From Wikipedia, the free encyclopedia:
"The .30-378 Weatherby Magnum is a cartridge introduced by Weatherby in 1996 that uses the same case as the previously existing .378 Weatherby Magnum and .460 Weatherby Magnum, necked down to a 30 caliber (.308 inches/7.8 millimetres) bullet. It is offered with bullets between 165 and 200 grains (10.7 g and 13.0 g) in factory loading, generating velocities able to exceed 3,500 ft/s (1,100 m/s) and muzzle energies over 4,750 foot-pounds force (6,440 J). The cartridge was the product of a design/development effort of 1958-1959 between Mr William L. Strickland at the U S Army Ballistics Laboratory of Redstone Arsenal Alabama and Roy Weatherby. The research development contract specified the development/production of a single shot rifle/cartridge combination which could provide a flat nosed and based, 80gr and 100 gr projectile velocity of 7000ft/s. 35mm high speed motion picture cameras were used to photograph the performance and impact results of various projectile alloys while impacting different types of armor plate. The rifle was removed from the stock and mounted in a machine rest, the armor plate targets were 10' in front of the muzzle. The results of this testing have helped the Army in the development of effective battlefield armor and armor penetrators used on the battlefield today. In later years, projectiles fired in this rifle were studied and designed for hunting game at very long distances, and for marksmanship competition in excess of 1,000 yards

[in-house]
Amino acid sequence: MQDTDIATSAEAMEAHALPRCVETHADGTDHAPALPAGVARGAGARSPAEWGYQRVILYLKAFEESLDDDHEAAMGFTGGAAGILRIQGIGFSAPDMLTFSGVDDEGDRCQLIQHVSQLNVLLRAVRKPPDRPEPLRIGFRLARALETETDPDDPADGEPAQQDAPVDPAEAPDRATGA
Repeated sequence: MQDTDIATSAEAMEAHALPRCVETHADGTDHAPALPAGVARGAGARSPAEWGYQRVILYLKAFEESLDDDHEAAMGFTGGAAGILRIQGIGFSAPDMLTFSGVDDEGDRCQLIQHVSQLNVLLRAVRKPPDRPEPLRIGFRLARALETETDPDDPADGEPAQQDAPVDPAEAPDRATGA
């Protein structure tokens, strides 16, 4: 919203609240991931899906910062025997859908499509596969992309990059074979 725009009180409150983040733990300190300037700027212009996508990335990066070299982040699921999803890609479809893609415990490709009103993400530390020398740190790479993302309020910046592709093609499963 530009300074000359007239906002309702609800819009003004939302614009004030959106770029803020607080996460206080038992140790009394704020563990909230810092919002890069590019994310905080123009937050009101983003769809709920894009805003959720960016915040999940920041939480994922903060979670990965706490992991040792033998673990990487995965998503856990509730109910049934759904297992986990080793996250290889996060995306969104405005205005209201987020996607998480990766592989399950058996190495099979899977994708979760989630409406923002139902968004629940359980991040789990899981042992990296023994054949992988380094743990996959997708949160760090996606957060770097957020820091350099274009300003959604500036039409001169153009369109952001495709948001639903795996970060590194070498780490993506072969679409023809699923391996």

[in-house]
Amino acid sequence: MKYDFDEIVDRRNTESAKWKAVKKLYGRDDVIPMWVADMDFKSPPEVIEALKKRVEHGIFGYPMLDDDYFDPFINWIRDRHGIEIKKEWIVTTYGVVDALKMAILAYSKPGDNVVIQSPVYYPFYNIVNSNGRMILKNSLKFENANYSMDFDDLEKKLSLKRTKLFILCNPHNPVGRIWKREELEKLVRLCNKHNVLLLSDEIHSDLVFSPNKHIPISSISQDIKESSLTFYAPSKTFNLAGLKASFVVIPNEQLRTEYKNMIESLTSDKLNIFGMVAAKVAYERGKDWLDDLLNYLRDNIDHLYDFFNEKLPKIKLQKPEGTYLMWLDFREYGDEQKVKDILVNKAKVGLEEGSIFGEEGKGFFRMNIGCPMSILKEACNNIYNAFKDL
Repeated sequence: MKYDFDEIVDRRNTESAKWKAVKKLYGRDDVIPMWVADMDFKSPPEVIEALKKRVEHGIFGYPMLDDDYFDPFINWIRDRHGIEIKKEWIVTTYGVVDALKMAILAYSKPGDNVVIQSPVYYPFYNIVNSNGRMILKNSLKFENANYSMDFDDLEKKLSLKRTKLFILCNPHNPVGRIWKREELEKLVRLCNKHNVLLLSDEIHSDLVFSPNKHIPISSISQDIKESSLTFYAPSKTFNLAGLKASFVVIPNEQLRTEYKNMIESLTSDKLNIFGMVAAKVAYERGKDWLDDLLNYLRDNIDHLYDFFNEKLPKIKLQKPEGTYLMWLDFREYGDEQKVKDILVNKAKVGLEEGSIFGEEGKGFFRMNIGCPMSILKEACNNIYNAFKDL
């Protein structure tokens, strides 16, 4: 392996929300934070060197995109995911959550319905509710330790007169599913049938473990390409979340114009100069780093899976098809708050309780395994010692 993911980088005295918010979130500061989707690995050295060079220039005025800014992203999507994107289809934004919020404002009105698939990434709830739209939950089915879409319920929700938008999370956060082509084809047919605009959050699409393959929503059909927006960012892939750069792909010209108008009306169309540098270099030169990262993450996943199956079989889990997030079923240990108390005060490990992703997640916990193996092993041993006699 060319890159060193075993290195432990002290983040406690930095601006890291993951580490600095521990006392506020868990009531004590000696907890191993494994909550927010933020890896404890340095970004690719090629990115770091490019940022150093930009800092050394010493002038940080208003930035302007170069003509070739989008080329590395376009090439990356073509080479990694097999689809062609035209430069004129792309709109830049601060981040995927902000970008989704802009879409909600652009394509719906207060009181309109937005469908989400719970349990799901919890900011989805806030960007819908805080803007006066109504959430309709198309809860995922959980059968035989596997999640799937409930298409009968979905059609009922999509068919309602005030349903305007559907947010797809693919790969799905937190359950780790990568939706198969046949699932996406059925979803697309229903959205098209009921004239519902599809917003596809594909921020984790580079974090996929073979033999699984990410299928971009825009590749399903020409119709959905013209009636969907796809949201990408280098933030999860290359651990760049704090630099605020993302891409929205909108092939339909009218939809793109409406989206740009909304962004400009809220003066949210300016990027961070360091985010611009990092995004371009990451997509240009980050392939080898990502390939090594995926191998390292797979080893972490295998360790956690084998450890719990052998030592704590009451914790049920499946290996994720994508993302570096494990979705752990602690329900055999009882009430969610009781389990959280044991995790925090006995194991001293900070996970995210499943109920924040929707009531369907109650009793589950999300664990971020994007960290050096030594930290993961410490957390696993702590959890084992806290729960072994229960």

The .30-378 case holds as much as 120 grains (8 g) of powder without requiring a compressed load. This allows the cartridge to develop more energy than the .300 Remington Ultra Magnum, .300 Winchester Magnum and .375 H&H Magnum, especially when handloads are used. The .30-378 has comparable muzzle energy to the larger .338 Lapua Magnum in military use. When bullets heavier than 200 grains (13 g) are loaded, the .30-378 can exceed the .458 Winchester Magnum in terms of both Muzzle Energy and Taylor Knockout Value. However bullets of this weight are not generally offered in factory loadings, requiring one to be a hand-loader in order to take advantage of the additional power potential.
Rifles built by Weatherby are available in .30-378, and ammunition is significantly more expensive than other cartridges, with ammunition costing upwards of $100 USD for a box of 20 rounds as of 2007. Weatherby offers this caliber in several versions of its Mark V rifle. Due to the strong recoil a round of this energy can create, all Weatherby rifles offered in this caliber include a muzzle-brake. SAKO offers the TRG-S also in .30-378 Weatherby."
.30-378 Weatherby Magnum. (2009, March 15). In Wikipedia, The Free Encyclopedia. Retrieved 22:39, March 21, 2009, from http://en.wikipedia.org/w/index.php?title=.30-378_Weatherby_Magnum&oldid=277464099